Goods and Service Tax (GST) has been advocated as the tax that will forever simplify the overly intricate indirect taxation system (viz. excise, VAT and Service tax) prevalent in India. It is said to curb 17 indirect taxes and bring the revenue from such taxes under the solo GST gamp. Though a month from its proposed application let us view the proposed advantages of GST:
Higher exemption thresholds:
In most states, the exemption for paying VAT is 5 Lakhs (annual turnover), whereas the exemption limit for Service tax is 10 Lakhs. The same for GST on the other hands is 20 Lakhs. Which would mean that there would be no indirect tax liability on traders with an annual turnover of less than 20 Lakhs.
No tax on tax:
According to the current system there is no provision for setting off VAT on your purchases against the Service tax on input services. But under GST owing to its single tax mechanism you can easily avail an input credit on your purchases for tax already paid.
GST will further introduce a Composition Scheme which will be especially beneficial for small traders and business. Under this scheme the GST rate would be lower than the applicable rates for suppliers. Under the scheme, traders whose turnover is more than 20 Lakhs but less than 50 Lakhs would have to pay GST at the rate of 1% for manufacturers, 2.5% for restaurant owners and 0.5% for other suppliers.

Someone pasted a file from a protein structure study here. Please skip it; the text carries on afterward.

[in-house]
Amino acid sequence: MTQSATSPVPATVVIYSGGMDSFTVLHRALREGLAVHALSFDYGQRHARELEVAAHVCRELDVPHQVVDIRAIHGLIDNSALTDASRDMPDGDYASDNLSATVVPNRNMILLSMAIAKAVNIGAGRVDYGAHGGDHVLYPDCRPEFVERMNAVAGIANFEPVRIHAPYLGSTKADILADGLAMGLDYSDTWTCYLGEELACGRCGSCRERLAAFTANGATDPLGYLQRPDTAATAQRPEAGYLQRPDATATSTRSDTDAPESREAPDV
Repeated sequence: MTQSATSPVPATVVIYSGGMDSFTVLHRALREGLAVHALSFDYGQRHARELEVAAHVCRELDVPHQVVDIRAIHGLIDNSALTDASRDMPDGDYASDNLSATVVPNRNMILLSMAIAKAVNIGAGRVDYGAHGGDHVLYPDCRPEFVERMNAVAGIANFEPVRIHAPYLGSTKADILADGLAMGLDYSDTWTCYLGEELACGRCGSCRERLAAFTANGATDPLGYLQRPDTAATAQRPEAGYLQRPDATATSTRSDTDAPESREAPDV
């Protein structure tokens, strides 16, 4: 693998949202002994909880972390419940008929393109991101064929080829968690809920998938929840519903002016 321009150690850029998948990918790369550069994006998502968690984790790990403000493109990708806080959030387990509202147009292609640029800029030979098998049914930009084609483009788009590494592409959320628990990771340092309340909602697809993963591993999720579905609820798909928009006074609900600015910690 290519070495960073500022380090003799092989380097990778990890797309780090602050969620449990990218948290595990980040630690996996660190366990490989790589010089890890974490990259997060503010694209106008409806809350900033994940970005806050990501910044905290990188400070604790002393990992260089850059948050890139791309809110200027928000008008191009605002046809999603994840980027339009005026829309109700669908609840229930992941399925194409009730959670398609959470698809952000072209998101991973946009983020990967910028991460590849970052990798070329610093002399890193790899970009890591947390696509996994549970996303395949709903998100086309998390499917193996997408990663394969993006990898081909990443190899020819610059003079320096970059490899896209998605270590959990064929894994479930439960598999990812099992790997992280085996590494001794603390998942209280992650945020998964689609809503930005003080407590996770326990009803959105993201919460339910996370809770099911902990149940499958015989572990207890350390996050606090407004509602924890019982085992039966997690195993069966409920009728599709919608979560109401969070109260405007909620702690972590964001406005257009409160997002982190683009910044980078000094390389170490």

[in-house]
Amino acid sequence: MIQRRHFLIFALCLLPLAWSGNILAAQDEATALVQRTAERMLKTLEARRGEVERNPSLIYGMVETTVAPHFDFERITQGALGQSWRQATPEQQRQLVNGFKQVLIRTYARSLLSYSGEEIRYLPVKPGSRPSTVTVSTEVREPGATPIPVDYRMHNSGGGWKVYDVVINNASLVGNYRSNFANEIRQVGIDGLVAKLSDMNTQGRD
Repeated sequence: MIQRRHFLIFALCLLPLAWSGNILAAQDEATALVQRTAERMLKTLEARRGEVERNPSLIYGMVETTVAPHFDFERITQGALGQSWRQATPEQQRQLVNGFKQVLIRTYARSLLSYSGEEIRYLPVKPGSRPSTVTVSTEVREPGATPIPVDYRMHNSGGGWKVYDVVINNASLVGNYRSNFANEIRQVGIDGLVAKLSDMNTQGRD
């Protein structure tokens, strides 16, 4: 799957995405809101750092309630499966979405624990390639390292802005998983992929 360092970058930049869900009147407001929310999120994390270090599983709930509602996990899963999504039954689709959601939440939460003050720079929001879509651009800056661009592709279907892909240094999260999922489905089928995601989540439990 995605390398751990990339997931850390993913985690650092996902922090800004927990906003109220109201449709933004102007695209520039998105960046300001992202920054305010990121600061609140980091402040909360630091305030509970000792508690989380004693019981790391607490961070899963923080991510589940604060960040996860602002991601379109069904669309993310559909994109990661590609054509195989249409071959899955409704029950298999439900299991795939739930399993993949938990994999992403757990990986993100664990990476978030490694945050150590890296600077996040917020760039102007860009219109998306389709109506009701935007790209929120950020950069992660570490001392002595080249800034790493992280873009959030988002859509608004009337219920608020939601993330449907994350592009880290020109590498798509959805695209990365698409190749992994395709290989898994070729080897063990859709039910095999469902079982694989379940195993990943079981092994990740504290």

The entire process for GST i.e. from registration to payment to filing of returns can be done online. The procedures are fully web based and therefore they are free of any bureaucratic churns and leg work to Government offices.
Curb on compliances:
The filing of returns for each tax segment under the existing indirect tax mechanism is a tedious endeavour that will be limited by the unified GST policy. The number of returns to be filed will be lesser and simpler as compared to the current system.
Road map for e-commerce business:
There are a lot of compliance restrictions on the interstate transaction of goods, especially under the current VAT system. GST has set out a clear and uniform road map for hassle free interstate transactions.
Consolidation of logistics sector:
To avoid various state entry taxes and Central Sales Tax many logistic companies have warehouses in each state. This will not be the case once GST is rolled out. Warehouse consolidation would be made possible.
GST will help regulate the largely unorganised sectors such as textile and construction. For instance, the provision of providing input credit only on acceptance of the amount by the suppliers will in itself bring about accountability and organisation of these sectors.